However, in a society where parents are supposed to raise happy and successful adults by meeting not only their basic needs but also their emotional ones, that expectation can backfire as their children can blame them – fairly or unfairly – for their unhappiness and failures.
Why do adult children are cutting off their parents?
There are as many reasons as there are relationships, but the most common reasons for children to distance themselves from their parents are emotional, physical, or sexual abuse in childhood. They allude to toxic behaviors of their parents, such as disrespect or damage inflicted. When children feel that they have been mistreated or humiliated, they feel the need to get away from their parents to rebuild their identity.
Other children allude to the lack of support from their parents and the clash of values. When parents have not been a supportive figure, but have fostered insecurity and have tried to clip their children’s wings, they often need to get away from that destabilizing figure in their lives. Likewise, when the expectations, values and worldview of parents and children differ, the relationship suffers to such an extent that sometimes the only solution is distancing to avoid falling into a conflict loop.
In other cases, this distancing arises from love itself. In fact, there is no contradiction between loving someone and getting angry because love often maximizes the load. Sometimes children can feel too responsible for their parents’ happiness, especially when they are blamed, so they need to set healthy boundaries. At other times, children may simply feel the need to let go and find their footing away from parental overprotection.
Whatever the cause of the estrangement, parents and children look at the past and the present with very different eyes. Parents may think that their child is rewriting their childhood story, accusing them of things they didn’t do and/or not acknowledging all those situations in which they showed their love.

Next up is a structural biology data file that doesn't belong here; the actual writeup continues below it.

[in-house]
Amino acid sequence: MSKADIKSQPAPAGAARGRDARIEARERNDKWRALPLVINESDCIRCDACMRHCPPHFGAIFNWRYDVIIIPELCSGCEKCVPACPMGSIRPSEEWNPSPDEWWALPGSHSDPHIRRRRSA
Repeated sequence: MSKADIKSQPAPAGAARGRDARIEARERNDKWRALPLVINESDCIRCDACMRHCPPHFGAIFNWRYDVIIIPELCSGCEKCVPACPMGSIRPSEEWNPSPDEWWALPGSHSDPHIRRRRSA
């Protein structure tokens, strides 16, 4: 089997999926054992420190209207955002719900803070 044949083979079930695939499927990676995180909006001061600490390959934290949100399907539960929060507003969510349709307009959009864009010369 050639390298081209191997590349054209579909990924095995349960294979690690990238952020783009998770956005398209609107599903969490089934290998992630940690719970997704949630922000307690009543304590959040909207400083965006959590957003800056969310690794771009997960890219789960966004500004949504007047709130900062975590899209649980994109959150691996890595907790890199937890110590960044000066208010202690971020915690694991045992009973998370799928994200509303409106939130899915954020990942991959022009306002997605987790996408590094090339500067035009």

Instead, children often point out that their parents are trying to manipulate them by not acknowledging the harm they have caused or continue to cause, not respecting their boundaries, and refusing to comply with their requirements for a healthier relationship. More and more adults affirm that they are only motivated by the desire to be masters of their lives and make their own decisions.
The damage caused by distancing between parents and children
Many mothers and fathers tell me that they feel betrayed by the unavailability or unresponsiveness of their children, especially those who have worked to provide them with a life they consider enviable in comparison to their own childhood.
In a general sense, when children cut off the relationship with their parents, a deep sadness is established since there is a longing for reconnection. Many parents experience shame and even regret or wish they could turn back the hands of the clock to act differently.
At the same time, although the decision to separate is usually the children’s, they often experience conflicting emotions, such as liberation and guilt, joy and sadness. Breaking the relationship with the parents can also have a ripple effect on future family ties and traditions. Some people confess that their biggest regret is that their children grow up without grandparents. Such distancing breaks family traditions and rituals, producing a sense of uprooting that affects the balance of the family unit.